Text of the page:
In an age of ubiquitous smartphones and instant online access, it can be a big mistake to leave kids to their own devices.
While most parents are diligent about taking a look at the playground where their child wants to play, those same parents can be lax about inspecting the websites their child plans to visit. The risks posed by those online playgrounds include threats, cyber bullying, and online predators.
"Kids physically can feel like they're in a safe location; their home or whatever, and yet they're exposing themselves, their personal information, and other aspects of their life. .. to pretty much the darkest corners of the Earth that you could imagine," says West Vancouver Police Department spokesman Const. Jeff Palmer.
The key to providing safe passage through the Internet is in being both knowledgeable and present, says Palmer.
"Parents really need to do what they can to educate themselves so they can be a very effective advocate and educator for their own children about what the risks are and how they can protect themselves," he says.
Children need to be taught to exercise caution on social networking sites, advises Palmer. The person on the other side of an Internet avatar may be attempting to find out where a child lives or goes to school, or other sensitive information.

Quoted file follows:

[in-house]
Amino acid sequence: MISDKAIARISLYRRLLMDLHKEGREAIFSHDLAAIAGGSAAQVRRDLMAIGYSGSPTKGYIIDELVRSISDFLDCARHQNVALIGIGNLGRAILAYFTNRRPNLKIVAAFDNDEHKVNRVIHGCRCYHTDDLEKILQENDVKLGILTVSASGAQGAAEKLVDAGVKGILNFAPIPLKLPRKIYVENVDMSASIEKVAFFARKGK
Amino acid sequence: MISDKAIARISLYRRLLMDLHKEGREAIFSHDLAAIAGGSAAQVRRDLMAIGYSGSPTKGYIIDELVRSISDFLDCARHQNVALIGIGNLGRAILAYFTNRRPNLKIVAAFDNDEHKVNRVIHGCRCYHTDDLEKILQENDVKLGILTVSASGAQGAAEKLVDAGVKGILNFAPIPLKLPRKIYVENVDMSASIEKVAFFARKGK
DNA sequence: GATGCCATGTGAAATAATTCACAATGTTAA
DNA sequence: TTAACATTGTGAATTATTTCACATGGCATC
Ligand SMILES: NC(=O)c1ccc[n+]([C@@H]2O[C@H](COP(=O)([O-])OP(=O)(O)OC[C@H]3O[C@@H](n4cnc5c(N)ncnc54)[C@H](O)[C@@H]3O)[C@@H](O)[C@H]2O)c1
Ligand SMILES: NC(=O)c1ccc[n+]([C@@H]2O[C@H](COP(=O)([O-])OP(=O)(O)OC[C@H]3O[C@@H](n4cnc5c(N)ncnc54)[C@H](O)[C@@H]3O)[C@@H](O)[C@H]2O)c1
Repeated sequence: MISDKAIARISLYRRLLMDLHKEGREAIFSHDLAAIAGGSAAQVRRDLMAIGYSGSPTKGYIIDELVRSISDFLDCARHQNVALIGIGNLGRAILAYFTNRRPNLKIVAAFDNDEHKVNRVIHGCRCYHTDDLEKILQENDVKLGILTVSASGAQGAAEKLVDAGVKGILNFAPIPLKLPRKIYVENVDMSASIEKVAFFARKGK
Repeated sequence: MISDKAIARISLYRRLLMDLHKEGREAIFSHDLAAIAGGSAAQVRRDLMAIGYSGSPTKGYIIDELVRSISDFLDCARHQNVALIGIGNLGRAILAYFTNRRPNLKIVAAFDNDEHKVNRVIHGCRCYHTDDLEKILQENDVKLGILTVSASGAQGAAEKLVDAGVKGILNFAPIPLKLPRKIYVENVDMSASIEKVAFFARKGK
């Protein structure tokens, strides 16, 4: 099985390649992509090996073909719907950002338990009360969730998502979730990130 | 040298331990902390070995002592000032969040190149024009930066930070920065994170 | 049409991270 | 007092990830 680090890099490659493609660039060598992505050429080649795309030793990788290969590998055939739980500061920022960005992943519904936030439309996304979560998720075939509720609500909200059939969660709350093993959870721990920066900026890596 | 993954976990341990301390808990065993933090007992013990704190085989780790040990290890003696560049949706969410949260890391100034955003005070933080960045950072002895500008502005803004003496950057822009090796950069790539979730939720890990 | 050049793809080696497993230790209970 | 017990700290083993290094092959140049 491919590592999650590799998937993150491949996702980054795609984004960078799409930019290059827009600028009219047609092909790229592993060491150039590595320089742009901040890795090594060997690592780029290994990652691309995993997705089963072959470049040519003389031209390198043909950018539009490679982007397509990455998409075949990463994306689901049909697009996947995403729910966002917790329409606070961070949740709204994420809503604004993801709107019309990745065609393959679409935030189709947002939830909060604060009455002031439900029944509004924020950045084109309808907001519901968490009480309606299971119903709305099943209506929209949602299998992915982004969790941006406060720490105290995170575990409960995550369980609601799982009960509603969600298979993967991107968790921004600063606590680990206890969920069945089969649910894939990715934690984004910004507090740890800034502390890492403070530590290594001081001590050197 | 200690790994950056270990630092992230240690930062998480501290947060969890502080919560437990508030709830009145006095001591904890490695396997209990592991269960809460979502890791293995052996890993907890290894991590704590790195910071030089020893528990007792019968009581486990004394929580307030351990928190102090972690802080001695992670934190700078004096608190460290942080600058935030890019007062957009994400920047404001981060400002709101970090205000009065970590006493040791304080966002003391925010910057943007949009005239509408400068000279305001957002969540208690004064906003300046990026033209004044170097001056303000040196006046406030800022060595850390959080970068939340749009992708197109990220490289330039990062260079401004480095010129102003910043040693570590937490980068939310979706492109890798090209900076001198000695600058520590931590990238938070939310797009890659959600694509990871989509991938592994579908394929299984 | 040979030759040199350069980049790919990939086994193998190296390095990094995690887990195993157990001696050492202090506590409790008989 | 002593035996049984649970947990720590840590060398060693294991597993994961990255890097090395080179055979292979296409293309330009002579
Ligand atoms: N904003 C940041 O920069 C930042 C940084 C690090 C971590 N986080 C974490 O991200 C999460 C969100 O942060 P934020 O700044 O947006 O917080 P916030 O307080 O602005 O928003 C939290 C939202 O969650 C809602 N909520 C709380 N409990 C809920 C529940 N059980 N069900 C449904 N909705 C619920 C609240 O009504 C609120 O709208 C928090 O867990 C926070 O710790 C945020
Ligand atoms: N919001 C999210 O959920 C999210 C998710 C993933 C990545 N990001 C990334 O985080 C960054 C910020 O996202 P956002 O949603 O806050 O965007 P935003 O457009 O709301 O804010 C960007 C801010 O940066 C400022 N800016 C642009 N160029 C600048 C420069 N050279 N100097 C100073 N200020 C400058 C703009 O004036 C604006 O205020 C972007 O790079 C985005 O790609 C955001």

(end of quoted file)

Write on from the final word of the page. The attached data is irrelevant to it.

"If you don't know a person in your real day-to-day life you can be opening up the door to a really wide range of risks by allowing a complete stranger through a social media network site," says Palmer.
Police have encountered cases where parents allowed young children unfettered Internet access, says Palmer.
"It amounts to fairly tech-savvy young, primary grade kids who are being left completely to their own device with a tablet computer or a home computer and wandering into areas of the Internet that are really not even close to age appropriate and could be exposing them to specific risks."
Palmer recommends parents keep an eye on their kids as they roam the online universe, perhaps by keeping the computer in a shared room.
"An unsupervised computer means that any knowledge you as a parent have about protecting your kid may not reach the kid when they're inside the room," says Palmer.
When it comes to online bullying, Palmer notes that there are electronic options to block the messaging. But while the medium is different, the same rules from the schoolyard apply on the Internet.
"If somebody is being cyber-bullied or appears to be being targeted by someone for an unlawful purpose, the old see-something-saysomething rule definitely applies," says Palmer.
A child being bullied should tell a counsellor, a teacher, or even a school liaison officer if a criminal offence is involved.
"A threat is a threat is a threat, whether it's smartphone, tablet or desktop," says Palmer. "It doesn't matter how it's delivered."
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